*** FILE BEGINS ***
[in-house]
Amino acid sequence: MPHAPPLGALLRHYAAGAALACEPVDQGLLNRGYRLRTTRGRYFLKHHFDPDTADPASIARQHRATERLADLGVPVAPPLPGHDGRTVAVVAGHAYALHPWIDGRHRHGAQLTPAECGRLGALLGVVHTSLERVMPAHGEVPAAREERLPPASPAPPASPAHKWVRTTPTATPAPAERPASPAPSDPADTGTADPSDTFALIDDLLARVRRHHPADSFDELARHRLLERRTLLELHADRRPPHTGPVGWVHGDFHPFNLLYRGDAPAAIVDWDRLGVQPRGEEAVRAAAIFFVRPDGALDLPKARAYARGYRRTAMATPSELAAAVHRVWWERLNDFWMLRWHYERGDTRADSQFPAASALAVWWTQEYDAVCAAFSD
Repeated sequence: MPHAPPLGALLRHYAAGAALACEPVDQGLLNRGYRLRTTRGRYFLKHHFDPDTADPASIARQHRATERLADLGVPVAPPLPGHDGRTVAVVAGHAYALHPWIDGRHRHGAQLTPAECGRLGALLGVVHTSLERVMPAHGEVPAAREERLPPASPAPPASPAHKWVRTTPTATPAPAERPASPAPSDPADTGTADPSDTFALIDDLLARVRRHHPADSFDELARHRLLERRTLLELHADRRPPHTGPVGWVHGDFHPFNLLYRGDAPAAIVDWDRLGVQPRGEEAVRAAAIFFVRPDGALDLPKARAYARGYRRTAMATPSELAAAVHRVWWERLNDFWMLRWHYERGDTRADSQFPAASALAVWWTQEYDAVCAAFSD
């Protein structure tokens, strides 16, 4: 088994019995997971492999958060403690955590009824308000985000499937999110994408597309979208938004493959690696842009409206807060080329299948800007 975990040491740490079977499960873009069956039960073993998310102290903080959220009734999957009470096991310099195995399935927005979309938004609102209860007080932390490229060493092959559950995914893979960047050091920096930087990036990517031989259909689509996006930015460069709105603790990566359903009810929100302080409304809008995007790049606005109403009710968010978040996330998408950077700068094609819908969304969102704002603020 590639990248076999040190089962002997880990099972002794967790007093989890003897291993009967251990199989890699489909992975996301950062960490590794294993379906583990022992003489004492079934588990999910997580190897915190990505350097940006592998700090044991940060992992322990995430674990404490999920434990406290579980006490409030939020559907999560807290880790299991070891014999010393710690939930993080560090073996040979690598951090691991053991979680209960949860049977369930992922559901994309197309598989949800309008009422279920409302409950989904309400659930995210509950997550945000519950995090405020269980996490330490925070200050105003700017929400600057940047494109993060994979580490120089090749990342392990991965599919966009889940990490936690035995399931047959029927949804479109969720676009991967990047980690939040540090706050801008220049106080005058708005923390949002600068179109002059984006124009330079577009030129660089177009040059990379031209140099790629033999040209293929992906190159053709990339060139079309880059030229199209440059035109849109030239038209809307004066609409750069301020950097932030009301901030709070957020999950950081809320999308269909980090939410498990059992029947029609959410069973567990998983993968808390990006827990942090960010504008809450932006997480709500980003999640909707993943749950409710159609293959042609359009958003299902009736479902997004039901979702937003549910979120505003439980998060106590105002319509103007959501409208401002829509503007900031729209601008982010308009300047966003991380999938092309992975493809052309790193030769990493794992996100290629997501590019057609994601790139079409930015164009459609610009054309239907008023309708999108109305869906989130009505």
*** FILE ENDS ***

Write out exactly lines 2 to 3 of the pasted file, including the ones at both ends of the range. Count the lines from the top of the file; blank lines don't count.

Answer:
Amino acid sequence: MPHAPPLGALLRHYAAGAALACEPVDQGLLNRGYRLRTTRGRYFLKHHFDPDTADPASIARQHRATERLADLGVPVAPPLPGHDGRTVAVVAGHAYALHPWIDGRHRHGAQLTPAECGRLGALLGVVHTSLERVMPAHGEVPAAREERLPPASPAPPASPAHKWVRTTPTATPAPAERPASPAPSDPADTGTADPSDTFALIDDLLARVRRHHPADSFDELARHRLLERRTLLELHADRRPPHTGPVGWVHGDFHPFNLLYRGDAPAAIVDWDRLGVQPRGEEAVRAAAIFFVRPDGALDLPKARAYARGYRRTAMATPSELAAAVHRVWWERLNDFWMLRWHYERGDTRADSQFPAASALAVWWTQEYDAVCAAFSD
Repeated sequence: MPHAPPLGALLRHYAAGAALACEPVDQGLLNRGYRLRTTRGRYFLKHHFDPDTADPASIARQHRATERLADLGVPVAPPLPGHDGRTVAVVAGHAYALHPWIDGRHRHGAQLTPAECGRLGALLGVVHTSLERVMPAHGEVPAAREERLPPASPAPPASPAHKWVRTTPTATPAPAERPASPAPSDPADTGTADPSDTFALIDDLLARVRRHHPADSFDELARHRLLERRTLLELHADRRPPHTGPVGWVHGDFHPFNLLYRGDAPAAIVDWDRLGVQPRGEEAVRAAAIFFVRPDGALDLPKARAYARGYRRTAMATPSELAAAVHRVWWERLNDFWMLRWHYERGDTRADSQFPAASALAVWWTQEYDAVCAAFSD